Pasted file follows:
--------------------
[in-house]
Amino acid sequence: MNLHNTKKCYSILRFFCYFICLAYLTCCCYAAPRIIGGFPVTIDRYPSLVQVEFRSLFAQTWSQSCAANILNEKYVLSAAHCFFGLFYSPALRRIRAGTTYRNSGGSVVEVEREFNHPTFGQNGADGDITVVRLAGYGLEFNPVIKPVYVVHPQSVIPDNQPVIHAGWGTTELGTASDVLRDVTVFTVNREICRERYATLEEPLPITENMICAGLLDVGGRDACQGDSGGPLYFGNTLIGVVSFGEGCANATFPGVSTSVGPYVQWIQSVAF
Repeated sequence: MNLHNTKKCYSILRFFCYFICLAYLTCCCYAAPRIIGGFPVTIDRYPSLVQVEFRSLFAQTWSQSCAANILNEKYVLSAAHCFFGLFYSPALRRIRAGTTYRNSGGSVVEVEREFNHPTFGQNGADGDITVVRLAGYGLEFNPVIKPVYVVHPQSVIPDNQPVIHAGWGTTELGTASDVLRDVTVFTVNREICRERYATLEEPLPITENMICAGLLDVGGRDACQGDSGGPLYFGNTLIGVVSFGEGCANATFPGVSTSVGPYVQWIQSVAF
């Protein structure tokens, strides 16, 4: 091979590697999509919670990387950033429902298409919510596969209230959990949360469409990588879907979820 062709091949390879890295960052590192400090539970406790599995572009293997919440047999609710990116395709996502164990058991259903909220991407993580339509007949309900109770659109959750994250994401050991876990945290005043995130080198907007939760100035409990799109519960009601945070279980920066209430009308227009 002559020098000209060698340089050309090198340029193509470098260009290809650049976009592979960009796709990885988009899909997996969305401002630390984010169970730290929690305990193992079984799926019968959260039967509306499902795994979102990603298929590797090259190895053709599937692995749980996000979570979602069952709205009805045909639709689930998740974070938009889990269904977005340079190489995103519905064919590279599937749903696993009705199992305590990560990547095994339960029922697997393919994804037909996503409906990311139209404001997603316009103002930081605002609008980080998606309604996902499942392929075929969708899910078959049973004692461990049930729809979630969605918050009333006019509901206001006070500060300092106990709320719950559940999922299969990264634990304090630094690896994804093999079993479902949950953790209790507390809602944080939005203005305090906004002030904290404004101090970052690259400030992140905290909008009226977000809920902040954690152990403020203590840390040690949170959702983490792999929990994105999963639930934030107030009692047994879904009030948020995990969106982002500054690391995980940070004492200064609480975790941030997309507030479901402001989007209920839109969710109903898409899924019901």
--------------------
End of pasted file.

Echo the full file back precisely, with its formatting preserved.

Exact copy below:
[in-house]
Amino acid sequence: MNLHNTKKCYSILRFFCYFICLAYLTCCCYAAPRIIGGFPVTIDRYPSLVQVEFRSLFAQTWSQSCAANILNEKYVLSAAHCFFGLFYSPALRRIRAGTTYRNSGGSVVEVEREFNHPTFGQNGADGDITVVRLAGYGLEFNPVIKPVYVVHPQSVIPDNQPVIHAGWGTTELGTASDVLRDVTVFTVNREICRERYATLEEPLPITENMICAGLLDVGGRDACQGDSGGPLYFGNTLIGVVSFGEGCANATFPGVSTSVGPYVQWIQSVAF
Repeated sequence: MNLHNTKKCYSILRFFCYFICLAYLTCCCYAAPRIIGGFPVTIDRYPSLVQVEFRSLFAQTWSQSCAANILNEKYVLSAAHCFFGLFYSPALRRIRAGTTYRNSGGSVVEVEREFNHPTFGQNGADGDITVVRLAGYGLEFNPVIKPVYVVHPQSVIPDNQPVIHAGWGTTELGTASDVLRDVTVFTVNREICRERYATLEEPLPITENMICAGLLDVGGRDACQGDSGGPLYFGNTLIGVVSFGEGCANATFPGVSTSVGPYVQWIQSVAF
């Protein structure tokens, strides 16, 4: 091979590697999509919670990387950033429902298409919510596969209230959990949360469409990588879907979820 062709091949390879890295960052590192400090539970406790599995572009293997919440047999609710990116395709996502164990058991259903909220991407993580339509007949309900109770659109959750994250994401050991876990945290005043995130080198907007939760100035409990799109519960009601945070279980920066209430009308227009 002559020098000209060698340089050309090198340029193509470098260009290809650049976009592979960009796709990885988009899909997996969305401002630390984010169970730290929690305990193992079984799926019968959260039967509306499902795994979102990603298929590797090259190895053709599937692995749980996000979570979602069952709205009805045909639709689930998740974070938009889990269904977005340079190489995103519905064919590279599937749903696993009705199992305590990560990547095994339960029922697997393919994804037909996503409906990311139209404001997603316009103002930081605002609008980080998606309604996902499942392929075929969708899910078959049973004692461990049930729809979630969605918050009333006019509901206001006070500060300092106990709320719950559940999922299969990264634990304090630094690896994804093999079993479902949950953790209790507390809602944080939005203005305090906004002030904290404004101090970052690259400030992140905290909008009226977000809920902040954690152990403020203590840390040690949170959702983490792999929990994105999963639930934030107030009692047994879904009030948020995990969106982002500054690391995980940070004492200064609480975790941030997309507030479901402001989007209920839109969710109903898409899924019901």